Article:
||There are some people who are always one step ahead of the crowd, whose
fingers seem to be locked on the pulse. Cosmo Baker is one of those people.
As a DJ, he's been a key player in some of the most celebrated moments in
music and nightlife history of Philadelphia. Call it the Midas touch, but
trace something back to it's roots and you'll probably see Cosmo's name
on the flyer. From holding one of the original resident spots alongside
King Britt at the now-legendary Back to Basics party to spinning at house
parties alongside a then-unsigned band called The Roots, Cosmo seems to
have a knack for getting involved with the next big thing.
Cosmo took over the Philadelphia scene when he was still just a teenager,
playing at many of the city's top nightclubs before he was even legal
. Although he was young, he possessed the musical savoir-fare of the ages.
While growing up, Cosmo made himself at home with his family's record
collection, which included everything from folk and blues to jazz and
pop . However the style of music that had the biggest impact on him was
hip-hop. When he started DJing, he took his love of hip hop and combined
it with his knowledge of the other forms of music - developing a style
of mixing music of different genres seamlessly to create a "bigger
picture." This was the style that years down the road would influence
many of Philly's most acclaimed DJs. As a DJ, Cosmo's musical knowledge
crosses over to his approach to spinning. He sees each DJ set as a movement.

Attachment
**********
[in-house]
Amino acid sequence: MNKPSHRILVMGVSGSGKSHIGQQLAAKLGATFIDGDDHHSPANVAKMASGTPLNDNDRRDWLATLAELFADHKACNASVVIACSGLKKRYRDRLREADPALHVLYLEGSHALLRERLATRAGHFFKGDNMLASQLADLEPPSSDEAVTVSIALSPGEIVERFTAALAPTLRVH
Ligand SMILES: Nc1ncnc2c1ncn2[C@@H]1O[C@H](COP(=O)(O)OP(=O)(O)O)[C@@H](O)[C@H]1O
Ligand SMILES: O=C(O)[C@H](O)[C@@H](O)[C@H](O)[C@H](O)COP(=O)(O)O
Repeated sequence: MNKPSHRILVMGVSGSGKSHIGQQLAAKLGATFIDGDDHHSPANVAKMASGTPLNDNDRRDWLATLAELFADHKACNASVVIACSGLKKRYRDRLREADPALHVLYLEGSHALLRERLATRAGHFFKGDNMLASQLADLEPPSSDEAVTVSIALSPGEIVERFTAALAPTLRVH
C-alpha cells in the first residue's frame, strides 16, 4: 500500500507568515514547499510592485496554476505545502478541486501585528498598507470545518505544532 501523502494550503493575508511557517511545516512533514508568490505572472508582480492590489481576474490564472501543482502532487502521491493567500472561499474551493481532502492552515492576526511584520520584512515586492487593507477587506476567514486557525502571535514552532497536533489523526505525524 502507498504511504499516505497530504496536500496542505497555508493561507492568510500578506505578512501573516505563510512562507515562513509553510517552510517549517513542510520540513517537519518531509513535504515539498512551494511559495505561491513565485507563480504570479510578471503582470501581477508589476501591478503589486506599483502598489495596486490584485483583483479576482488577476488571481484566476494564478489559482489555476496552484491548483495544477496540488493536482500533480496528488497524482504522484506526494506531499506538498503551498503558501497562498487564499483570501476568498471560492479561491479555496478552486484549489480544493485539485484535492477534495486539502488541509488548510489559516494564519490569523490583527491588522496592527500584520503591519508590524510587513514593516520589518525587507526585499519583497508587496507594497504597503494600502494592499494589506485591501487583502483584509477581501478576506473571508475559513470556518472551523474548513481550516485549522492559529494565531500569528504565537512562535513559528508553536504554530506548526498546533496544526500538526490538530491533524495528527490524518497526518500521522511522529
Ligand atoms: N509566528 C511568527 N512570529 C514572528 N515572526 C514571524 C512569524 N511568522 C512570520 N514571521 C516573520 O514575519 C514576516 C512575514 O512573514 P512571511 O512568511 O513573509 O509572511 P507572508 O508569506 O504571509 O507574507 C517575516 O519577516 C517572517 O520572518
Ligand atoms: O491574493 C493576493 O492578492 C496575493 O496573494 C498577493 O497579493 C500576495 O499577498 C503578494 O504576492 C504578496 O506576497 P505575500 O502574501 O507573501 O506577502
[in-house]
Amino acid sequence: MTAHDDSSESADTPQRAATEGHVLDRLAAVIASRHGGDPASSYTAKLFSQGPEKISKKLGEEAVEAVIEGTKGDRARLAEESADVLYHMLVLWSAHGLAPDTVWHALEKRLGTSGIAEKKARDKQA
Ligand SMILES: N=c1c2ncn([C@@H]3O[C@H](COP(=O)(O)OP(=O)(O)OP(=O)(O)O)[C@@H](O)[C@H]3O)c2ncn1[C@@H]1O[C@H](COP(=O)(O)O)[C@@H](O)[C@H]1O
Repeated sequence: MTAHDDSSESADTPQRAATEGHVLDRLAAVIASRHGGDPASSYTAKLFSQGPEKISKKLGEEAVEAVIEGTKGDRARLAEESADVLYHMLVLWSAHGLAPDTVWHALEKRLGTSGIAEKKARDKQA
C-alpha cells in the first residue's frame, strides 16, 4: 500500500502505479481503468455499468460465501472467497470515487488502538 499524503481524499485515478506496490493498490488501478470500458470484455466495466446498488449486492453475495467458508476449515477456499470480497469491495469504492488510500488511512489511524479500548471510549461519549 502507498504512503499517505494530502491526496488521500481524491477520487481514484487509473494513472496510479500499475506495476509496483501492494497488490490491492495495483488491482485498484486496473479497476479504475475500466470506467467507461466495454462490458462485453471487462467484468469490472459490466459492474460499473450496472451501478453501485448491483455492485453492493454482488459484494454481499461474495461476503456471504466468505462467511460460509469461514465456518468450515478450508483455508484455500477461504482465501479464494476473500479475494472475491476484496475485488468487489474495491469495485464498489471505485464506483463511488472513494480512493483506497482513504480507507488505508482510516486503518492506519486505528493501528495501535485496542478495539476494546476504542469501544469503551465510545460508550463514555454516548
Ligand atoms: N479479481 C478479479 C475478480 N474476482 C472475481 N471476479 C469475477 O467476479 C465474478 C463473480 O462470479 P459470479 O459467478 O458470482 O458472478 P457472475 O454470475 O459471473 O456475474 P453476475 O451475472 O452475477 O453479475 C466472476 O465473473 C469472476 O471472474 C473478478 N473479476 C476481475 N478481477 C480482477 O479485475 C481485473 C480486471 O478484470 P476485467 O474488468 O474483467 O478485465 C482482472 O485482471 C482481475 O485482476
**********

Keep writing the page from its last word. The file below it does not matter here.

much like a piece of classical music, that takes the listener on a journey
from point A to point B. He was also able to incorporate the music training
he had as a child, which includes violin, guitar, bass, piano, drums and
music reading into the way that he would construct his sets.
Already established in Philly as one of the top DJs by the mid nineties,
Cosmo moved to New York to take a job working at Eightball Records. It
was here that he became a fixture on the scene and ended up spinning regularly
in the downtown circuit. Although he loved his time in New York, he eventually
returned back to Philly to finish college. Upon his return to Philly,
he started a party named The Remedy. This party became an instant success,
and further solidified Cosmo's reign at the top of the Philly DJ community.
After a near fatal car accident, The Remedy was kept afloat by Cosmo's
friend Rich Medina, and after Cosmo's return the two of them continued
to preside over what is now called by many, "The dopest continuous
weekly hip-hop jam in the United States" (Bobbito - 360hiphop.com,
The turn of the century saw many changes for Cosmo. He started traveling
to Las Vegas on a weekly basis to spin at Baby's Nightclub, inside The
Hard Rock Hotel & Casino. He also started to devote more time to production
and recording. Since 1997, he released several records, such as The Militant
Mindstate, Munk Wit Da Funk, One Way and more. He also worked on his own
solo material, which was by definition hip-hop, but showed as much influence
of Neil Young as it did by EPMD. Included in his catalog of solo material
was his distinctive mixed CDs - mixes that stayed true to his vision of
a "movement in music," much like his DJ sets. During the first
several years of the 21st century, Cosmo continued to play on the road,
and at home he still presided over his parties like The Remedy, and Candyland,
which he DJed with his friend ?uestlove of The Roots. Eventually, he moved
back to Brooklyn where he teamed up with fellow music lovers DJ Ayres
and DJ Eleven for The Rub, which is now widely considered New York's best
And that's the thing with Cosmo. He always lets his passion for music
take him to new places, inspiring his DJ contemporaries and the people
that come out to listen to him. Whether he's spinning for an intimate
group of 50 or an audience of thousands, he always knows what song will
engage and, of course, move the crowd. Whatever it is that he's involved
with, judging by his track record, it could easily be the next big thing.